Well... had this been a Windmill...?

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    Arctic rivers turn red as shocking videos show catastrophic scale of environmental disaster after 20,000 tonnes of fuel leaked from a Russian power station


    • Aerial images show the extent of the spill stretching up the Ambarnaya River for miles and turning it red
    • Russian workers at the spill are fighting to get it under control and to stem the spread of pollution
    • Environmentalists have said it could take decades to clean up and cost over one billion pounds
    • The spill occurred on May 29 but local authorities were slow to alert the government, infuriating the President
    • Vladimir Putin publicly dressed down officials on a video call, sarcastically questioning one's health
    These shocking images show the catastrophic scale of an Arctic diesel spill that has turned rivers red after 20,000 tonnes of fuel leaked from a Russian power station.
    Shocking overhead videos reveal the horror unfolding in the Ambarnaya River near Norilsk in the Russian Arctic as one expert forecast the clean-up cost will reach £1.16 billion.

    There are fears the pollution could spread to the Great Arctic State Nature Reserve, the largest nature reserve in both Russia and the Eurasian continent, and damage fish stocks for generations.
    A diesel reservoir collapsed at a power station outside the northern Siberian city of Norilsk on Friday, releasing vast quantities of fuel into the river and surrounding soil, according to Russia's state environmental watchdog.
    Russian President Vladimir Putin has ordered a state of emergency to deal with the disaster.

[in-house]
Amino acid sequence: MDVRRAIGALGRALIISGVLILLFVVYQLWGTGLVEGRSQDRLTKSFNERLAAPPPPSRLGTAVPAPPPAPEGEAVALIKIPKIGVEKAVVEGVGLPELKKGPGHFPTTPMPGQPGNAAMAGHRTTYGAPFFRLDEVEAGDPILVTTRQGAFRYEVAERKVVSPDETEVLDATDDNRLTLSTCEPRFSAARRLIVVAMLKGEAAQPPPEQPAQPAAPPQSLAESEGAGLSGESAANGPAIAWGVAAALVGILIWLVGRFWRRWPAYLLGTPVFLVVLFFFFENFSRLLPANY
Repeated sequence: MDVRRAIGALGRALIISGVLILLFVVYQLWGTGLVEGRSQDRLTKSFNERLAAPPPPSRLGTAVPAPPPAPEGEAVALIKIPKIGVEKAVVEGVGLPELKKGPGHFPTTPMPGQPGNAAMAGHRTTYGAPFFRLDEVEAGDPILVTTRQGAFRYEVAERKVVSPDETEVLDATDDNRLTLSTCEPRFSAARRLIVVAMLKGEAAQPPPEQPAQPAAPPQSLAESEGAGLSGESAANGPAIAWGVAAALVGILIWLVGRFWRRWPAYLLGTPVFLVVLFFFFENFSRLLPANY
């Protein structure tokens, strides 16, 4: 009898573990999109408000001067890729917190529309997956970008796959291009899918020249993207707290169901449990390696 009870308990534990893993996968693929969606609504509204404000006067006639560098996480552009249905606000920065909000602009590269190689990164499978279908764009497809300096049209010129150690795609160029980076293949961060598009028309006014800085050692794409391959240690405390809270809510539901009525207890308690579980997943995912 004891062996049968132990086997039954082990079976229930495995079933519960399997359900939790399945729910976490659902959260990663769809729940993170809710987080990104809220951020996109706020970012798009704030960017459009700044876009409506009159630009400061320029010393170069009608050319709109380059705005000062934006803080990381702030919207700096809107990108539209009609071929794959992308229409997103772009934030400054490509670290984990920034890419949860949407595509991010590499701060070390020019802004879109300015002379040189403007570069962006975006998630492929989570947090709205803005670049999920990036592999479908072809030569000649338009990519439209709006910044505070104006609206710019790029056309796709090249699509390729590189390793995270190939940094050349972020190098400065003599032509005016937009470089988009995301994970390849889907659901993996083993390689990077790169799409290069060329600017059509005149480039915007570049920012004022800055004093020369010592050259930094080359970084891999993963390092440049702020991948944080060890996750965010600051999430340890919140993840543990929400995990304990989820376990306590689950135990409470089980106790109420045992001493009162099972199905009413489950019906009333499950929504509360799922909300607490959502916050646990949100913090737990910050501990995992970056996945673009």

Putin was furious that he was not informed of the spill earlier, and on Wednesday he publicly scolded officials and oil managers over a video conference call for having to hear about the spill on social media, and for their handling of the crisis.

    Videos from the scene highlight how the river is now covered in a crimson-coloured toxic layer of diesel, some 1,860 miles northeast of Moscow.
    Officials now fear the only way to clear the pollution is to set it ablaze, which would cause a second environmental horror.
    While Putin expressed outrage at the slow response to the crisis, the leak is believed to have been caused by melting permafrost causing major subsidence, damaging the giant power station tank containing the poisonous diesel, which then caught fire and spewed into local rivers.
    This is seen as the result of polar warming and poses major questions for Russia's oil and gas operations across a vast swathe of the Arctic.
    'It will take more than ten years to reach an acceptable level of recovery,' warned Greenpeace Climate and Energy Project Coordinator Vasily Yablokov.
    Former deputy head of environmental watchdog Rosprirodnadzor, Oleg Mitvol, said: 'The spill of diesel fuel is significantly different from the spill of oil. Oil goes on the surface of the water, (but) diesel is immersed in the upper layers until it settles to the bottom.'
    He forecast a £1.16 billion clean up bill.

    Russia was today throwing huge resources into seeking to limit the damage to the pristine Arctic tundra.
    Emergencies minister Yevgeny Zinichev said the first he knew about the catastrophe was on 31 May - two days after it occurred.